LA Angels have no excuse for mysteriously sitting out this top pitcher’s free agency

The Angels may have been right to avoid the top of the pitching market, but their process deserves a tough look.
San Francisco Giants v San Diego Padres
San Francisco Giants v San Diego Padres / Matt Thomas/San Diego Padres/GettyImages

Anyone that has followed the Los Angeles Angels for any appreciable period of time knows that the team has been chronically unable to build a pitching staff. From the draft to free agency to trades, the number of pitchers that have failed to deliver overwhelmingly dwarfs the number that have performed well in an Angels uniform. In fact, the latter group may only consist of Shohei Ohtani -- and only when he was at his healthiest.

There are a lot of reasons for this. One, they have an owner in Arte Moreno that has an open disdain for investing in pitching, which is a problem in itself. However, there have also been notable high draft pick misses along the way (Sam Bachman, Ky Bush, Jack Kochanowicz) and some signings that should have been better than they were (Andrew Heaney, Alex Cobb). All in all, it hasn't been a good time with the Angels' pitchers.

As a result, it was weird that even with a diminished, post-Ohtani payroll, the Angels didn't come away with any starting pitcher of note before the start of the 2024. They were connected to multiple names during the offseason, including Blake Snell, but came up empty-handed. Even more concerning, there was a recent report from Bob Nightengale that revealed the Angels didn't even make Blake Snell an offer, even though the Halos were one of his preferred destinations.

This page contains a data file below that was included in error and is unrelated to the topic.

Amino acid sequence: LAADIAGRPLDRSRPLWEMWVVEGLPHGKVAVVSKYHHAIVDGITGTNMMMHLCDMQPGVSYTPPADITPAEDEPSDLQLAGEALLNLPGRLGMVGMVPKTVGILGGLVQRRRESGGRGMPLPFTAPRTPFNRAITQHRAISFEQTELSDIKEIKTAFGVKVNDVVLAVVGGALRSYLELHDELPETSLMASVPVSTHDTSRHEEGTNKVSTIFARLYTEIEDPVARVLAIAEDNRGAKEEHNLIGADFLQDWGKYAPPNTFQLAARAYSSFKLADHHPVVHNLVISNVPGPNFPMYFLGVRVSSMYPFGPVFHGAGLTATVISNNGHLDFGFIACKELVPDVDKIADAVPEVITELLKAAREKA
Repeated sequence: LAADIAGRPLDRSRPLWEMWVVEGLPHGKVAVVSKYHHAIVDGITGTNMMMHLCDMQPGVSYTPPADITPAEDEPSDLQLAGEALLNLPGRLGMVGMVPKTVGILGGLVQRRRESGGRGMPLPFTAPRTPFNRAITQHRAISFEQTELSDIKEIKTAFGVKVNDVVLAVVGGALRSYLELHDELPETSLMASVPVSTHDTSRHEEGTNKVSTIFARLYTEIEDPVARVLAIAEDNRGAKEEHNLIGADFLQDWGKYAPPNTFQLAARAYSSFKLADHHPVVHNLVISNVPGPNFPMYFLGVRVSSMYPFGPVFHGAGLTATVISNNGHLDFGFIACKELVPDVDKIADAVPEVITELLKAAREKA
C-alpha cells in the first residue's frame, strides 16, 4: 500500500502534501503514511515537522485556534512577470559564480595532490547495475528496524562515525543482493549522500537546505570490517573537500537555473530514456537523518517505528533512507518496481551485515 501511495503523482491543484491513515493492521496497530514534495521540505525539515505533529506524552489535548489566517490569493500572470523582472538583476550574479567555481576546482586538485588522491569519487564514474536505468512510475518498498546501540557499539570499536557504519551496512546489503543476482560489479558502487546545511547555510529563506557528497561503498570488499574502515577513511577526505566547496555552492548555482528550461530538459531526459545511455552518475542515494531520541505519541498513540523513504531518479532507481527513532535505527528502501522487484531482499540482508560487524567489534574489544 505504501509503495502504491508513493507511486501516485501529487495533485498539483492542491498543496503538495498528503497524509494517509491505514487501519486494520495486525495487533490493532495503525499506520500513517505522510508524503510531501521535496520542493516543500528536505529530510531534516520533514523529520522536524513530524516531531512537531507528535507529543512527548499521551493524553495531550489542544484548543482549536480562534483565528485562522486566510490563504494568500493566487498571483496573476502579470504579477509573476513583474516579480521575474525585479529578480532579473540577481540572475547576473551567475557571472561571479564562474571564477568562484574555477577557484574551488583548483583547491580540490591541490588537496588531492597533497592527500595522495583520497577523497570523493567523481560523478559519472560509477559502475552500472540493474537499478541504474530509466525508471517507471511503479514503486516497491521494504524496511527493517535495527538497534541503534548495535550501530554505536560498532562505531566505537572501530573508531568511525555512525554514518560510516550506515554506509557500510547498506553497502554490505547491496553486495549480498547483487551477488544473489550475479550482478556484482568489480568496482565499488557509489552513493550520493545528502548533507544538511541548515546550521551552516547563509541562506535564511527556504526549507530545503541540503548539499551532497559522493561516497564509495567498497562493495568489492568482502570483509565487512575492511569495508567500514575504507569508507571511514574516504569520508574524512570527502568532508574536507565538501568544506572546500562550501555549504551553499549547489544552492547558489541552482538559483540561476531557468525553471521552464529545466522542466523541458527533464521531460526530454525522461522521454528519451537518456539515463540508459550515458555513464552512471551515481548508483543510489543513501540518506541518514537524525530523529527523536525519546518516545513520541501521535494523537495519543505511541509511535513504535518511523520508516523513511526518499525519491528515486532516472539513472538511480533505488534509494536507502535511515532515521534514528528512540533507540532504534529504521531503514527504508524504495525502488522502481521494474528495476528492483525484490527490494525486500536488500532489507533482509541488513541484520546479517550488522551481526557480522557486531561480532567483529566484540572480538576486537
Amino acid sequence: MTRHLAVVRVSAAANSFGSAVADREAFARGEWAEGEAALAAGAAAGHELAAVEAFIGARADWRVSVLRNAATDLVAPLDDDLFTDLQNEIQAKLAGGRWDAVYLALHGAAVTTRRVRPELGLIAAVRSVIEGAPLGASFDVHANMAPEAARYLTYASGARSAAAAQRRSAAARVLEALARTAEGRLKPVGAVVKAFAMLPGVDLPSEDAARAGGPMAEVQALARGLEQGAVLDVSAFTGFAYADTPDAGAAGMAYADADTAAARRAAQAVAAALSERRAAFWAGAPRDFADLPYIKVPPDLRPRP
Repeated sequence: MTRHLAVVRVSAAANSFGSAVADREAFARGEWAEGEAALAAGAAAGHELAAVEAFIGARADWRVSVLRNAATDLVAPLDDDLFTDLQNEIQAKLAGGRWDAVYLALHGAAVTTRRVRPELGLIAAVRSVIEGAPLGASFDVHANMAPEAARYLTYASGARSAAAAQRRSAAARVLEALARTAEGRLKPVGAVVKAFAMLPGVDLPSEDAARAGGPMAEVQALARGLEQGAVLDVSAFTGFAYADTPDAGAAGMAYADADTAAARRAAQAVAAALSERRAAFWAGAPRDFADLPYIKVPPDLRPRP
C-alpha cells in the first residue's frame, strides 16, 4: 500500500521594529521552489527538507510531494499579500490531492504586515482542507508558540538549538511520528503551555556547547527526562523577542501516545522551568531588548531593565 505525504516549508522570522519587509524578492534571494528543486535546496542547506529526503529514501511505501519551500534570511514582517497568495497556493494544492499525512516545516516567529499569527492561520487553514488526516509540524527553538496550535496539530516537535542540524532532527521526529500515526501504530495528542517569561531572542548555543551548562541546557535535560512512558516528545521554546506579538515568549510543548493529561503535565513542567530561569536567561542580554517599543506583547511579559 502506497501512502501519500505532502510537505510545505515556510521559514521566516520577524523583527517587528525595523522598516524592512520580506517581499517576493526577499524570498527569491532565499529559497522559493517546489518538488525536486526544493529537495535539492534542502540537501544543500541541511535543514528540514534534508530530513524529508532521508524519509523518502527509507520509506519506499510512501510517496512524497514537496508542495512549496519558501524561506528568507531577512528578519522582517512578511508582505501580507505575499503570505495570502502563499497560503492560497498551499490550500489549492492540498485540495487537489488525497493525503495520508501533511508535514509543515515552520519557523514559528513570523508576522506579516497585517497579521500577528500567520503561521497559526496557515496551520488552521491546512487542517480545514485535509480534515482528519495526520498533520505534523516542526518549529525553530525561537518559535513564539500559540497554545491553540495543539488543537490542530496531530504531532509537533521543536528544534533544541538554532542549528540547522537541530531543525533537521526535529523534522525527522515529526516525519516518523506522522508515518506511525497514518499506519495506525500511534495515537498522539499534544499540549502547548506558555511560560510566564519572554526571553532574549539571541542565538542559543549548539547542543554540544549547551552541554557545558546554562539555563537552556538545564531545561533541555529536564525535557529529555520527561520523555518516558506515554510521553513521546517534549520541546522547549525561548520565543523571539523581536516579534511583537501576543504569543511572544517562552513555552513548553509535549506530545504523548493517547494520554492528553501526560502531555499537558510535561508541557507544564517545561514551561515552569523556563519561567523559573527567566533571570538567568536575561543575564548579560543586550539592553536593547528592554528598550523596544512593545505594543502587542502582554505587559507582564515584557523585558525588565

The LA Angels not making an offer to Blake Snell is malpractice, plain and simple

It would be one thing if the Angels just had a different value on Snell and couldn't come to terms. That happens all the time and is understandable. Some teams don't like giving long-term contracts to pitchers at all, while others have fairly rigid constraints on the types of guys they are willing to pay. If the team had one number in mind and just could not get Snell/Boras on board, so be it. Clearly, Snell/Boras' camp had difficulty finding suitors this offseason who would approach their price.

It is another issue altogether if the Angels just sat Snell's market out. There is a chance that Snell's initial asking price and posture from Boras were so high that the Angels didn't even bother. However, if we are being honest with ourselves, the most likely reason is because the Angels are trying to embrace being in reset mode and have an owner that is almost never going to pay a pitcher north of $25 million a season, even if the fit is obvious.

It is a shame, because this Angels team is weirdly interesting. Taylor Ward is bouncing back nicely, Reid Detmers is pitching well to start the season, and the Angels have a very respectable 5-4 record. Imagine how they could have looked with Snell in the fold instead of him signing with the Giants on a short-term deal.

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